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J Trauma. 1992 Nov;33(5):698-708.

The role and limitations of computed tomographic scanning in the evaluation of cervical trauma.

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  • 1Department of Diagnostic Radiology, University of Kentucky Medical Center, Lexington 40536-0084.

Abstract

We retrospectively reviewed the medical records, plain films, CT scans and complex-motion tomographic studies (TOMOS) of 216 consecutive patients with cervical injuries to determine the uses and limitations of CT in the evaluation of cervical trauma and the indications, if any, for the continued use of TOMOS in evaluating cervical trauma. There were 453 fractures and 104 subluxations or dislocations of the cervical spine in the 216 patients. Plain films detected 58% (262 of 453) of the fractures and 93% (97 of 104) of the subluxations and dislocations; and 94% (202 of 216) of the patients with abnormalities were identified. Computed tomographic scans detected 90% (406 of 453) of the fractures and 54% (56 of 104) of the subluxations and dislocations; 92% (198 of 216) of the patients with abnormalities were identified. Most of the abnormalities missed on the CT scans involved the dens, C-6, and C-7, and were oriented in the axial plane. Although CT scanning was better than plain films in detecting most types of cervical fractures, plain films were better than CT for detecting fractures of the vertebral body, dens, and spinous processes, and significantly better than CT in detecting subluxation and dislocation. When plain films and CT scans were combined they identified 98% (443 of 453) of the fractures and 99% (103 of 104) of the subluxations and dislocations; 100% (216 of 216) of the patients with abnormalities were identified. In the 20 patients who underwent both CT scanning and TOMOS, TOMOS detected more fractures, subluxations, and dislocations than CT scanning. Complex-motion tomographic studies detected atlanto-occipital dislocation and subluxation of the vertebral bodies and fractures of the spinous processes, lateral masses, articular processes, vertebral bodies, and dens better than CT scanning. Although the more routine use of CT scanning in evaluating cervical trauma should increase the detection of cervical abnormalities to near 100%, TOMOS remain the gold standard of diagnosis for atlanto-occipital dislocation, subluxation of the vertebral bodies, and fractures of the lateral masses, articular processes, vertebral bodies, and dens.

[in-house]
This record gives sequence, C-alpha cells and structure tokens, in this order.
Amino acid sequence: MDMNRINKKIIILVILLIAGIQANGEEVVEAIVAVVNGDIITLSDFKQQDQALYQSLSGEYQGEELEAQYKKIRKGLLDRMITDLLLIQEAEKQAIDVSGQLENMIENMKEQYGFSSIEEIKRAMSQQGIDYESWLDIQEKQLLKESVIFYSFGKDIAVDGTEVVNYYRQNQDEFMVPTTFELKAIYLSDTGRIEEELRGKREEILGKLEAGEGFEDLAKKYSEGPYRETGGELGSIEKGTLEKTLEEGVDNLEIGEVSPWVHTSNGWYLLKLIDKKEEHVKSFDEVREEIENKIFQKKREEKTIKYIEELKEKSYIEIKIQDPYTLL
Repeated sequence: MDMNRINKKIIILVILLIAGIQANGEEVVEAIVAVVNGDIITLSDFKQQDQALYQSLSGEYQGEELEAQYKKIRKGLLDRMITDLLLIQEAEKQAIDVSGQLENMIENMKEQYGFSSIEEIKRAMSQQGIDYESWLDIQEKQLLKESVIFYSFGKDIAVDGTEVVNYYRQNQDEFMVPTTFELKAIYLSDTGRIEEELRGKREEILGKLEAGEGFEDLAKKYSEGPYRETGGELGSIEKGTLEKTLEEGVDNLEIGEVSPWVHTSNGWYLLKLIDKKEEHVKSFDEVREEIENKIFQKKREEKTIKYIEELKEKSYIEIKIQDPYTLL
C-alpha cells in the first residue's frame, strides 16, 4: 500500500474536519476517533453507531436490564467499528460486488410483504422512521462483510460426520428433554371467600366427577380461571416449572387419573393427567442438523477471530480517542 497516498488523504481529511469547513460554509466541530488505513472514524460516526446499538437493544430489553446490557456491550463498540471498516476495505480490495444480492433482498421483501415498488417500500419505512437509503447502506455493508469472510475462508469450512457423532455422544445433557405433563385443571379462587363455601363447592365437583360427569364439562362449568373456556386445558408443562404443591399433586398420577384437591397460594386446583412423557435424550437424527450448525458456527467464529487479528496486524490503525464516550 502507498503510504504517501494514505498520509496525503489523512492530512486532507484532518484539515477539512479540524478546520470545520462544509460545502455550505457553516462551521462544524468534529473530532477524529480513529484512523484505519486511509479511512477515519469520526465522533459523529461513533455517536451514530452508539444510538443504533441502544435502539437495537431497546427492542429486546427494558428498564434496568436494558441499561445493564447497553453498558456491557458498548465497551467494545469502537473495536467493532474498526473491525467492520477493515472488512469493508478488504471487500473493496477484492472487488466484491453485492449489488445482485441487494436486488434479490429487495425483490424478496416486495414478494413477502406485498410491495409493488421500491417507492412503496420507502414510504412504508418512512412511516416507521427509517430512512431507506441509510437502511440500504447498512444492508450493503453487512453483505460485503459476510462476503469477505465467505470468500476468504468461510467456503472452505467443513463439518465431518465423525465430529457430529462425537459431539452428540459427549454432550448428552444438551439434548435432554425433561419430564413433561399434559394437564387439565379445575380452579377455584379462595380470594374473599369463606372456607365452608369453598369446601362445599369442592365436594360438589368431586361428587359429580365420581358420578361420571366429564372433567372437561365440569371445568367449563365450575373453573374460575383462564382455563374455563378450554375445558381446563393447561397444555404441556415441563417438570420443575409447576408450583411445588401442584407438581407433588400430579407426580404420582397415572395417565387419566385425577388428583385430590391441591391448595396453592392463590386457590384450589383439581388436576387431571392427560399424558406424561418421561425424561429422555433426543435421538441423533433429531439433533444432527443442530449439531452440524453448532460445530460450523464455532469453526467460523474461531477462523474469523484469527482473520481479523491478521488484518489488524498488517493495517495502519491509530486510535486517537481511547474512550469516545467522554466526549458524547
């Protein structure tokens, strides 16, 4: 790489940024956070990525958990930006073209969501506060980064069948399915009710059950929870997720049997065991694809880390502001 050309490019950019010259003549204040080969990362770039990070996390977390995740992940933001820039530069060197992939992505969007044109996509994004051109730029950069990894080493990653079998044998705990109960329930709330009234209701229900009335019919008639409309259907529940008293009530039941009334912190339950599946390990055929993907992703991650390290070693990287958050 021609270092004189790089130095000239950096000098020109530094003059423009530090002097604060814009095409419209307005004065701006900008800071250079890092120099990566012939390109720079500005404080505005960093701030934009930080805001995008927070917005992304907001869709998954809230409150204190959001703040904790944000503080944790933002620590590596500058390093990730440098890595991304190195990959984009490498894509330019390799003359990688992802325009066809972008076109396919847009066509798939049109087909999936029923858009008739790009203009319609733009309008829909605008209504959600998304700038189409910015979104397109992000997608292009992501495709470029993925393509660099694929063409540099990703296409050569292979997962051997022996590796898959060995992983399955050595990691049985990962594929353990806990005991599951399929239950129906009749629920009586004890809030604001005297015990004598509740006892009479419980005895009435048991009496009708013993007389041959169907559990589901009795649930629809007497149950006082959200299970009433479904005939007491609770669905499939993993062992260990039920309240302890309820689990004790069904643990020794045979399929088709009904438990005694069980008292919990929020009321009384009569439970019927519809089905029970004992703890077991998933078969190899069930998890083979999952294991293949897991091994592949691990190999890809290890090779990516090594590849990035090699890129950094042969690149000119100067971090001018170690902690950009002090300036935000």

PMID:
1464919
[PubMed - indexed for MEDLINE]
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